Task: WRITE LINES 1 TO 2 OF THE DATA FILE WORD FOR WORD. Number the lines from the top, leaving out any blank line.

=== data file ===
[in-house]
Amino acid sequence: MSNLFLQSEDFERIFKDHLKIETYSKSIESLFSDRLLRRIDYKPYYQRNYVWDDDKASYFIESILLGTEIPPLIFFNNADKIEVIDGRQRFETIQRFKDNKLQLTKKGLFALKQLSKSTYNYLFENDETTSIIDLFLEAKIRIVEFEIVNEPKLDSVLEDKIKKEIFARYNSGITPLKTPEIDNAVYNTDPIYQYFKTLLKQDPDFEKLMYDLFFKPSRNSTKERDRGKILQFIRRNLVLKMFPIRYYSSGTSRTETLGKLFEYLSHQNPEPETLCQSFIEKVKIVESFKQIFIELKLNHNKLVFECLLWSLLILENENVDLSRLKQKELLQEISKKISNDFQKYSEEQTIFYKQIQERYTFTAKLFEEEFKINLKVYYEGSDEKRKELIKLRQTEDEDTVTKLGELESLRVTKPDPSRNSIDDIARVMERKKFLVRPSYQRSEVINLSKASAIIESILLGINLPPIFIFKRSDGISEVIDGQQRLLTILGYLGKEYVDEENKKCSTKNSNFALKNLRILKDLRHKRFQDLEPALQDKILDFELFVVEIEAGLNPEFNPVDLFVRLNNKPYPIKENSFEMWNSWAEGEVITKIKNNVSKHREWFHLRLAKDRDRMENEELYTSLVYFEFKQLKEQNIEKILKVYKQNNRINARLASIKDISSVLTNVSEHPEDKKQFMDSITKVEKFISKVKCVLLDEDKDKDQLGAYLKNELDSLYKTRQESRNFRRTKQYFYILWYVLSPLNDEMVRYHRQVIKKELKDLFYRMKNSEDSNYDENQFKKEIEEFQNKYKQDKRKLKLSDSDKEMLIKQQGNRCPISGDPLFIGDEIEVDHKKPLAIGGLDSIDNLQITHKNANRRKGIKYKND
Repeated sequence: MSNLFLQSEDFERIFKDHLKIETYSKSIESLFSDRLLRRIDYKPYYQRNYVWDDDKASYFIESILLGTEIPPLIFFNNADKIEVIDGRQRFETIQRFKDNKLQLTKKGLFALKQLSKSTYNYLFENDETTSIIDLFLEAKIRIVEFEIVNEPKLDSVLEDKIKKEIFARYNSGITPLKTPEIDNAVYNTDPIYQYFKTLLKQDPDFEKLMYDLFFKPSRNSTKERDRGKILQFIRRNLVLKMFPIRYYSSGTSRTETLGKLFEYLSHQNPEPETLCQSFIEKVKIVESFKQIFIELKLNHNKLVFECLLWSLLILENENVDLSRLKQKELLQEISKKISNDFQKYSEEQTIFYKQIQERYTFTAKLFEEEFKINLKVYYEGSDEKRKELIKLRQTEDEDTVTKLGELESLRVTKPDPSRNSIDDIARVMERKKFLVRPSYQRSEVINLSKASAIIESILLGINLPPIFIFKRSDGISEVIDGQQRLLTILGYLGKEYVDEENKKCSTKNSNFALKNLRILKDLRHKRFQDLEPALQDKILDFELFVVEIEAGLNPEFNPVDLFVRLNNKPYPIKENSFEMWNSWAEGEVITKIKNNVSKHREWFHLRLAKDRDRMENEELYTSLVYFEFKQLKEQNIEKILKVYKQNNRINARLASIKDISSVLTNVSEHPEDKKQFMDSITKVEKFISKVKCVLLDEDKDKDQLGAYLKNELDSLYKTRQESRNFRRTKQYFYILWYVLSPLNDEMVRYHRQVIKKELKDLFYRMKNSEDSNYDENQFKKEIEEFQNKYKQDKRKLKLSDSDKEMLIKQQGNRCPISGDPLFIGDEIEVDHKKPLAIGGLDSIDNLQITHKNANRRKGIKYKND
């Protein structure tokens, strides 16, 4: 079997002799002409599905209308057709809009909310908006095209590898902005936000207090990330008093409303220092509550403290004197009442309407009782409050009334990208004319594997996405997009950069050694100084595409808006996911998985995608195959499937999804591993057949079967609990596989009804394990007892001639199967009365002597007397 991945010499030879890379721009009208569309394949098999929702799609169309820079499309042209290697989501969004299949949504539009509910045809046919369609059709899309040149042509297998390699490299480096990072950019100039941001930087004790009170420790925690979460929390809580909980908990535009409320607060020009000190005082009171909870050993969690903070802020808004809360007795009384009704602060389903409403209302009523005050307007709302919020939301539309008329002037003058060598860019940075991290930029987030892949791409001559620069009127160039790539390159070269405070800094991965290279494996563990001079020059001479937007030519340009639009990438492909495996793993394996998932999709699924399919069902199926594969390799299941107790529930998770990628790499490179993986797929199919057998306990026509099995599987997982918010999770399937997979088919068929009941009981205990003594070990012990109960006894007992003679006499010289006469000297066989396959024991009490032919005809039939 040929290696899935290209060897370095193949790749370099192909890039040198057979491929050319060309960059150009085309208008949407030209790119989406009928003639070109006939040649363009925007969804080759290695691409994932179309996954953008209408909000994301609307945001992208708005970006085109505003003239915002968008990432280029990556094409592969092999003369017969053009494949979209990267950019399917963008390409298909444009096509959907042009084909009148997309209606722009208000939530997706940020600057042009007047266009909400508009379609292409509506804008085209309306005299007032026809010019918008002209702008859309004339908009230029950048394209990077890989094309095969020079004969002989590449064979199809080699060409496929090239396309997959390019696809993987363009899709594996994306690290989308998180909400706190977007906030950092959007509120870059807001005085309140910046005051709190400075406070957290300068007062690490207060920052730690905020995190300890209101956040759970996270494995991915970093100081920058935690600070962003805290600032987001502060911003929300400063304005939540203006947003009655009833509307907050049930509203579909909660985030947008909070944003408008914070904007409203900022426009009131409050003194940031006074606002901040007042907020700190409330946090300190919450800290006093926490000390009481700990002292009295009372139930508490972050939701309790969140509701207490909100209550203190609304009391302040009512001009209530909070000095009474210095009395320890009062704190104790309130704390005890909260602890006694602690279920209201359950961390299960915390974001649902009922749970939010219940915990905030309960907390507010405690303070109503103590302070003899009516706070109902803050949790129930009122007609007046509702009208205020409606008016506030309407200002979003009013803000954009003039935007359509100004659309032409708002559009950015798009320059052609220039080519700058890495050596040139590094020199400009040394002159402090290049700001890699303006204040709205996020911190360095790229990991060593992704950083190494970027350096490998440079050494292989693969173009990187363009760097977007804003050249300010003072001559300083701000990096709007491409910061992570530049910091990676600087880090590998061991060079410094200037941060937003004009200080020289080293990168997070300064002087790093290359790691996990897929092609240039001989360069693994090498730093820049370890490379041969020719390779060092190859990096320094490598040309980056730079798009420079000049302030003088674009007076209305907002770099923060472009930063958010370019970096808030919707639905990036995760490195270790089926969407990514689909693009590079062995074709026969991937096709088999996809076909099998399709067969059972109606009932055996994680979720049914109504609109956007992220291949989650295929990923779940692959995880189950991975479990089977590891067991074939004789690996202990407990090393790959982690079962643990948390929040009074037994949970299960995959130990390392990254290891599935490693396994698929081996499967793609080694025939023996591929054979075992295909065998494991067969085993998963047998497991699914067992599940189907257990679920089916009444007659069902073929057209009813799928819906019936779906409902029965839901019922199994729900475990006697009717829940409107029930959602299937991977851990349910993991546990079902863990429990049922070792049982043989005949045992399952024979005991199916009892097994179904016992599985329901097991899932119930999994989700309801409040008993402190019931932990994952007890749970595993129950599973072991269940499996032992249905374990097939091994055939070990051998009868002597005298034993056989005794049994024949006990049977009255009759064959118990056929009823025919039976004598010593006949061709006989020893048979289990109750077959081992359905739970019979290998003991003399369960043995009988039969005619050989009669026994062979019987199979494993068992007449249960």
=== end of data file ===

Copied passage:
[in-house]
Amino acid sequence: MSNLFLQSEDFERIFKDHLKIETYSKSIESLFSDRLLRRIDYKPYYQRNYVWDDDKASYFIESILLGTEIPPLIFFNNADKIEVIDGRQRFETIQRFKDNKLQLTKKGLFALKQLSKSTYNYLFENDETTSIIDLFLEAKIRIVEFEIVNEPKLDSVLEDKIKKEIFARYNSGITPLKTPEIDNAVYNTDPIYQYFKTLLKQDPDFEKLMYDLFFKPSRNSTKERDRGKILQFIRRNLVLKMFPIRYYSSGTSRTETLGKLFEYLSHQNPEPETLCQSFIEKVKIVESFKQIFIELKLNHNKLVFECLLWSLLILENENVDLSRLKQKELLQEISKKISNDFQKYSEEQTIFYKQIQERYTFTAKLFEEEFKINLKVYYEGSDEKRKELIKLRQTEDEDTVTKLGELESLRVTKPDPSRNSIDDIARVMERKKFLVRPSYQRSEVINLSKASAIIESILLGINLPPIFIFKRSDGISEVIDGQQRLLTILGYLGKEYVDEENKKCSTKNSNFALKNLRILKDLRHKRFQDLEPALQDKILDFELFVVEIEAGLNPEFNPVDLFVRLNNKPYPIKENSFEMWNSWAEGEVITKIKNNVSKHREWFHLRLAKDRDRMENEELYTSLVYFEFKQLKEQNIEKILKVYKQNNRINARLASIKDISSVLTNVSEHPEDKKQFMDSITKVEKFISKVKCVLLDEDKDKDQLGAYLKNELDSLYKTRQESRNFRRTKQYFYILWYVLSPLNDEMVRYHRQVIKKELKDLFYRMKNSEDSNYDENQFKKEIEEFQNKYKQDKRKLKLSDSDKEMLIKQQGNRCPISGDPLFIGDEIEVDHKKPLAIGGLDSIDNLQITHKNANRRKGIKYKND